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AJR Am J Roentgenol. 1994 Dec;163(6):1435-40.

Dual energy X-ray absorptiometry of the calcaneus: comparison with other techniques to assess bone density and value in predicting risk of spine fracture.

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  • 1Department of Radiology, Nagasaki University School of Dentistry, Japan.



The calcaneus has been proposed as an alternative site for assessment of bone mineral density (BMD) in women with osteoporosis. The objectives of this study were to evaluate the clinical usefulness of dual-energy X-ray absorptiometry (DXA) of the calcaneus for predicting spinal fracture and to compare the predictive value of assessment of BMD by DXA of the calcaneus, quantitative CT or DXA of the lumbar spine, and DXA of the most distal part of the radius.


The study group consisted of 399 healthy volunteer women (aged 19-81 years) and 27 women (aged 44-85 years) who had osteoporosis. They had DXA of the calcaneus, quantitative CT and DXA of the lumbar spine, and DXA of the most distal part of the radius. T-score analyses were used to compare decreases in BMD in postmenopausal women with decreases in premenopausal women, and to compare decreases in women with and without osteoporosis.


T-score analysis of age-related changes in BMD in the control subjects showed that densities in the calcaneus, the lumbar spine, and the most distal part of the radius decrease significantly with age in postmenopausal women. In women with osteoporosis (n = 27), BMDs in the calcaneus (DXA, p < .0002), L1-L3 (quantitative CT, p < .0001), L1-L4 (DXA, p < .0005), and the most distal part of the radius (DXA, p < .005) were significantly lower than those in healthy control subjects (n = 77). T-score analysis indicated that in women with osteoporosis, DXA of the calcaneus showed BMD losses greater than those shown by DXA of L1-L4 and the most distal part of the radius and similar to those shown by quantitative CT of L1-L3. Receiver-operating characteristic (ROC) analysis showed that findings on DXA of the calcaneus were as good a predictor of the risk of spinal fracture as findings on DXA of the lumbar spine and not as good as findings on quantitative CT of the lumbar spine.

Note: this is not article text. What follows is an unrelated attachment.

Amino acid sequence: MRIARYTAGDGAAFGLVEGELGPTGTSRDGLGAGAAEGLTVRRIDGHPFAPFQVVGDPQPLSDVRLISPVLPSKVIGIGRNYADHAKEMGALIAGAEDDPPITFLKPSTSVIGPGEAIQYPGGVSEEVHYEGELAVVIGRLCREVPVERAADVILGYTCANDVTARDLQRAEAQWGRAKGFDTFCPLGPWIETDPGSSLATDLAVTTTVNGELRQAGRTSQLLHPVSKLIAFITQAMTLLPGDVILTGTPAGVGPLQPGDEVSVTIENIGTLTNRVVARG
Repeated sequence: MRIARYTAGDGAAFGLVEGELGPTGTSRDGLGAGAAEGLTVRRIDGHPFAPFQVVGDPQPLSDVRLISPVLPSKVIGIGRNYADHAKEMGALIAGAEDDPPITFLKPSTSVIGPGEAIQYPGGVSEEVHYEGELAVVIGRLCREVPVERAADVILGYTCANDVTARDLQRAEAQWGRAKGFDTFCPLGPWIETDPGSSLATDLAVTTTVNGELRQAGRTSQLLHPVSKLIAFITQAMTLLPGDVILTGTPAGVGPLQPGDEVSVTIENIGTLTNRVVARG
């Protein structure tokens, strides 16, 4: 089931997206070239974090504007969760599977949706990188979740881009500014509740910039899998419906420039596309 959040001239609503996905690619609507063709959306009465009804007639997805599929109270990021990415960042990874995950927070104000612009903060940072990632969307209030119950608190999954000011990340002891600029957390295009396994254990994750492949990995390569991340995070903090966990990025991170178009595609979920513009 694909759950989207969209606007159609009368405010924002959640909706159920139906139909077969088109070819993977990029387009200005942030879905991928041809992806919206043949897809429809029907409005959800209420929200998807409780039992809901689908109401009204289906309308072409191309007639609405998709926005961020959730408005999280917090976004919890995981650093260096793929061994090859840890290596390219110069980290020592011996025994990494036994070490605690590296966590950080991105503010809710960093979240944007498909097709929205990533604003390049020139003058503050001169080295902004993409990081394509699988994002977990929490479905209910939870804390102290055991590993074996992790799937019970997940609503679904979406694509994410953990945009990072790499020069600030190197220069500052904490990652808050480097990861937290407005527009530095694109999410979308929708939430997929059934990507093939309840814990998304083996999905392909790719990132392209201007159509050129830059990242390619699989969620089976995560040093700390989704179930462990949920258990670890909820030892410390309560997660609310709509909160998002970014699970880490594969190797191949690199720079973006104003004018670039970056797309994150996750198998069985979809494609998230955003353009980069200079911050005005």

The results suggest that DXA assessment of BMD in the calcaneus is not a useful adjunct to other measurements. However, it can be used to predict the risk of fracture when better measures, such as quantitative CT, are unavailable.

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